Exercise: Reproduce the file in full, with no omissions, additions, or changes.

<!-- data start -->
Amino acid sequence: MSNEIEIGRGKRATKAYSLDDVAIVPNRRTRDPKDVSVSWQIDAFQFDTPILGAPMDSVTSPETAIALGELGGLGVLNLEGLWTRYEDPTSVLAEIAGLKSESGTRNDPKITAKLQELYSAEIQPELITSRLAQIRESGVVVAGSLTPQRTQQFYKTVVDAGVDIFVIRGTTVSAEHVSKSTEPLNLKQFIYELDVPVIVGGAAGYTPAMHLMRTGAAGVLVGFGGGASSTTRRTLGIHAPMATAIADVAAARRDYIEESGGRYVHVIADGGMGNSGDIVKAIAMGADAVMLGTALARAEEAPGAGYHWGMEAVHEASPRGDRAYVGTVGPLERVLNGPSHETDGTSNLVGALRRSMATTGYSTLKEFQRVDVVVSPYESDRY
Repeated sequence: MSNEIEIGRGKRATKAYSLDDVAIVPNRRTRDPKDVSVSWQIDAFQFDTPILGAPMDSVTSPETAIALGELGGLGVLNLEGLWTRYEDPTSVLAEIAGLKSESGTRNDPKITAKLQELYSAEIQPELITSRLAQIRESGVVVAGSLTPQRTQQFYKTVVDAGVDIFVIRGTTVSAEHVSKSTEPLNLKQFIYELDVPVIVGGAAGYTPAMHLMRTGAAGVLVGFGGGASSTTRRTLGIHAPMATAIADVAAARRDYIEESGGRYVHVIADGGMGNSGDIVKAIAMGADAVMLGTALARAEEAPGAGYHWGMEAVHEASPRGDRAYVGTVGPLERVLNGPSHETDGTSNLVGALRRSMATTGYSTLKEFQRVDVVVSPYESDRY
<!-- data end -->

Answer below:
Amino acid sequence: MSNEIEIGRGKRATKAYSLDDVAIVPNRRTRDPKDVSVSWQIDAFQFDTPILGAPMDSVTSPETAIALGELGGLGVLNLEGLWTRYEDPTSVLAEIAGLKSESGTRNDPKITAKLQELYSAEIQPELITSRLAQIRESGVVVAGSLTPQRTQQFYKTVVDAGVDIFVIRGTTVSAEHVSKSTEPLNLKQFIYELDVPVIVGGAAGYTPAMHLMRTGAAGVLVGFGGGASSTTRRTLGIHAPMATAIADVAAARRDYIEESGGRYVHVIADGGMGNSGDIVKAIAMGADAVMLGTALARAEEAPGAGYHWGMEAVHEASPRGDRAYVGTVGPLERVLNGPSHETDGTSNLVGALRRSMATTGYSTLKEFQRVDVVVSPYESDRY
Repeated sequence: MSNEIEIGRGKRATKAYSLDDVAIVPNRRTRDPKDVSVSWQIDAFQFDTPILGAPMDSVTSPETAIALGELGGLGVLNLEGLWTRYEDPTSVLAEIAGLKSESGTRNDPKITAKLQELYSAEIQPELITSRLAQIRESGVVVAGSLTPQRTQQFYKTVVDAGVDIFVIRGTTVSAEHVSKSTEPLNLKQFIYELDVPVIVGGAAGYTPAMHLMRTGAAGVLVGFGGGASSTTRRTLGIHAPMATAIADVAAARRDYIEESGGRYVHVIADGGMGNSGDIVKAIAMGADAVMLGTALARAEEAPGAGYHWGMEAVHEASPRGDRAYVGTVGPLERVLNGPSHETDGTSNLVGALRRSMATTGYSTLKEFQRVDVVVSPYESDRY